While all of this is going on internally and subconsciously for the blindsider, the focus is only on the short term. They ultimately want to control feelings that they are unable to understand or tolerate. There is also a “get them before they get me” coping mechanism, which compels them to act. This all happens very automatically and subconsciously. They won’t consider your feelings, they don’t have the emotional ability to truly empathize (if they did they wouldn’t be blindsiding you in the first place). This is only about their self protection.
They are unlikely to be able to have a meaningful conversation about their reasons for the blindside and even if they give you a bunch of reasons, these are not the true motivations, because most of what is driving the behavior is subconscious. The blindsider believes their reasons for the blindside are true, they will cling to all sorts of obscure reasons. They believe they are being honest and they believe their actions are justified. They may even believe they are being virtuous or brave. The reason it comes across as being dishonest is because it’s not the truth, however the blindsider has no insight or ability to understand their actual drivers. They see the blindside as the only option (it actually is a choice, because if you are a full grown adult your actions are always a choice).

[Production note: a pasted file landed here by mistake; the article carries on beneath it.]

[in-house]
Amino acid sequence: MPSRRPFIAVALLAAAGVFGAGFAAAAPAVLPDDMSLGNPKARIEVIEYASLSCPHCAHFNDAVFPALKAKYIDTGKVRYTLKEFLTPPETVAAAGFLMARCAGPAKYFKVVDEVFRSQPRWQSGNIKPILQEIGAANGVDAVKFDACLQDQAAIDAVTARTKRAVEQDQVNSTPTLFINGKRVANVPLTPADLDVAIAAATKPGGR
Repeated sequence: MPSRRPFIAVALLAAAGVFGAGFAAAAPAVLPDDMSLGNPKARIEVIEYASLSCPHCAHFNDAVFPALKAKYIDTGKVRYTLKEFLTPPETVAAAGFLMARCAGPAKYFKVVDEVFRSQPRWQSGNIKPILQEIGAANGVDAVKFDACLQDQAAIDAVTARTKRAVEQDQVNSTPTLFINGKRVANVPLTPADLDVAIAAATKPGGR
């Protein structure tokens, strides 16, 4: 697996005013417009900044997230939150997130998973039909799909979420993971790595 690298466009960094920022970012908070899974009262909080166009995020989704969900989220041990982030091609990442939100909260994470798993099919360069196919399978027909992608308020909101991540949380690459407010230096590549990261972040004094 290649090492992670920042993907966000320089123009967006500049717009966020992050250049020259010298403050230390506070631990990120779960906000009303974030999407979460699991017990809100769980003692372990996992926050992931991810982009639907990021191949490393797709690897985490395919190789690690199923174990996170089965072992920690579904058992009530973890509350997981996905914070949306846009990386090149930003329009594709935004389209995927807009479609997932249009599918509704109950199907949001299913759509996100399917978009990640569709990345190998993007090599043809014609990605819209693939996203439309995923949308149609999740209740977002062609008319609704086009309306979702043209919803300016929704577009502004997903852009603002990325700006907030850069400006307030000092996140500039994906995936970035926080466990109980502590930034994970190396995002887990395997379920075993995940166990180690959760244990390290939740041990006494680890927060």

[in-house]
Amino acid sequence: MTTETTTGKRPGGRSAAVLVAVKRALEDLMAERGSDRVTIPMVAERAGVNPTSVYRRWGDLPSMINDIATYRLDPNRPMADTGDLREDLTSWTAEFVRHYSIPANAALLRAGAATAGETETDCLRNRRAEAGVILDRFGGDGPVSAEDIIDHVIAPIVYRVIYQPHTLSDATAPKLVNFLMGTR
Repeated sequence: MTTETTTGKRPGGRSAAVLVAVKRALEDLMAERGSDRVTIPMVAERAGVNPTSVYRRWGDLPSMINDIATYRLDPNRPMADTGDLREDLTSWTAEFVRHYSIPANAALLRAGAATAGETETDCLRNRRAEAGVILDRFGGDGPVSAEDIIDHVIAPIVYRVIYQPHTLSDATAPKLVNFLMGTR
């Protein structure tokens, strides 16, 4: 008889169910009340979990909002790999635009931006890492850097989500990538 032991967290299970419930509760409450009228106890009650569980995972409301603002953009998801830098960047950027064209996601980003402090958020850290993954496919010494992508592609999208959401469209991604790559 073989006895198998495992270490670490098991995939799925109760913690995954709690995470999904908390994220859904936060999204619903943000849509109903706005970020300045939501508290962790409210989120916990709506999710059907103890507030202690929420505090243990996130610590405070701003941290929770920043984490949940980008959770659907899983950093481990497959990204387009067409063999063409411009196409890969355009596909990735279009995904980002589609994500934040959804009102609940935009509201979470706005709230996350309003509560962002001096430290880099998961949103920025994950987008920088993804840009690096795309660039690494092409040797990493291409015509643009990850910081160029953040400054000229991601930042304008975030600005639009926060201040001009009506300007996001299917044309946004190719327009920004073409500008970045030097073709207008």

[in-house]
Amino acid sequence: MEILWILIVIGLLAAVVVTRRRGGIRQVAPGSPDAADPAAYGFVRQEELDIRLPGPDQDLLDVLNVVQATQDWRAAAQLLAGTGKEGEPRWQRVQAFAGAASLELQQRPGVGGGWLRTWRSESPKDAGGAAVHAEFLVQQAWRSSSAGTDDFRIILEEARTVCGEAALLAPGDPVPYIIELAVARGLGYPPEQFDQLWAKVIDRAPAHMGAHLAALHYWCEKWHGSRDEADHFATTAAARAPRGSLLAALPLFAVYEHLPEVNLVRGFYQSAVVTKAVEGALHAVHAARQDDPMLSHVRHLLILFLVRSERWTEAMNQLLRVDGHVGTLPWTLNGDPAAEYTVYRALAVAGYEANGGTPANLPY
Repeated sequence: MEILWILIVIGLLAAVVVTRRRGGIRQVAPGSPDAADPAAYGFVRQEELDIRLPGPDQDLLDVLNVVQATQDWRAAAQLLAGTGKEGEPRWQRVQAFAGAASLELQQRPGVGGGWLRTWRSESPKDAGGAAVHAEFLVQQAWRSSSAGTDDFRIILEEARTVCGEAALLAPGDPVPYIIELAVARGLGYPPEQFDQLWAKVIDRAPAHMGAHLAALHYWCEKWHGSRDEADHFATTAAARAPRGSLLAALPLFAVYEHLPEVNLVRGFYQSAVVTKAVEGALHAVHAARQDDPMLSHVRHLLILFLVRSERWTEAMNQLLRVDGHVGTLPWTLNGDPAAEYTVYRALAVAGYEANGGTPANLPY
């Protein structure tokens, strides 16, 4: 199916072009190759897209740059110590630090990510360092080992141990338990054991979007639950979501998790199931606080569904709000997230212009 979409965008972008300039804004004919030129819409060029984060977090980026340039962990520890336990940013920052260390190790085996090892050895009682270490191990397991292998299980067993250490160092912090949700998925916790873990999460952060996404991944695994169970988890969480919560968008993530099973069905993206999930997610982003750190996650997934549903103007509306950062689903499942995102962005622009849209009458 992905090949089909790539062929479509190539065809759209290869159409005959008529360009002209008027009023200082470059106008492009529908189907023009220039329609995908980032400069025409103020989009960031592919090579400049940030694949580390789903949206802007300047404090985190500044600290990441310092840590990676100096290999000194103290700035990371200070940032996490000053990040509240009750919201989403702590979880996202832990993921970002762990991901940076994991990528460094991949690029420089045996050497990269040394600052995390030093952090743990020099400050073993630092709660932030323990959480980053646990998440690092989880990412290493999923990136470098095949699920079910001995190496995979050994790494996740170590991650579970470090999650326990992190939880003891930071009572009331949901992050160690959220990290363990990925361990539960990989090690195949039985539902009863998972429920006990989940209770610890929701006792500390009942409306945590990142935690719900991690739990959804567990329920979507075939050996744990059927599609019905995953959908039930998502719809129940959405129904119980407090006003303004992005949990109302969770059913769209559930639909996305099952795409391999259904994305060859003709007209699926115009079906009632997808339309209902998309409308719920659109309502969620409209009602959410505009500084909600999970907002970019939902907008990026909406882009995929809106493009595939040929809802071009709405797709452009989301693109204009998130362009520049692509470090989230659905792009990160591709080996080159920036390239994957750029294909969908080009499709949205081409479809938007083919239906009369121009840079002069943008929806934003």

That said, emotional inability does not EVER make harmful actions ok. Behaviors do not have to have malicious intent to be harmful. Toxic behavior often has its roots in maladaptive, protective mechanisms that happen subconsciously, which compels some people to act in harmful ways, in order to protect themselves, without ever identifying that their behavior is significantly harming those around them (including themselves).
Because the blindsider has little capacity for self reflection, they do not consider the real impact of their actions. Blindsiders want to protect themselves from shame in the short term and are not considering the long-term impacts of their behaviors on themselves (there is often remorse that comes later) or on the blindsidee.
A blindsided end to a serious relationship is one of the most profound forms of betrayal. It is a premeditated, intentional betrayal, intended to sever the relationship immediately and irreversibly and disallow any real discussion. It is is akin to adultery, actually worse in my opinion. Most relationships could never recover from a breach of trust so big (not without significant effort and therapy for both parties) and this is why reconciliation or friendship is not a realistic option most of the time after a blindside.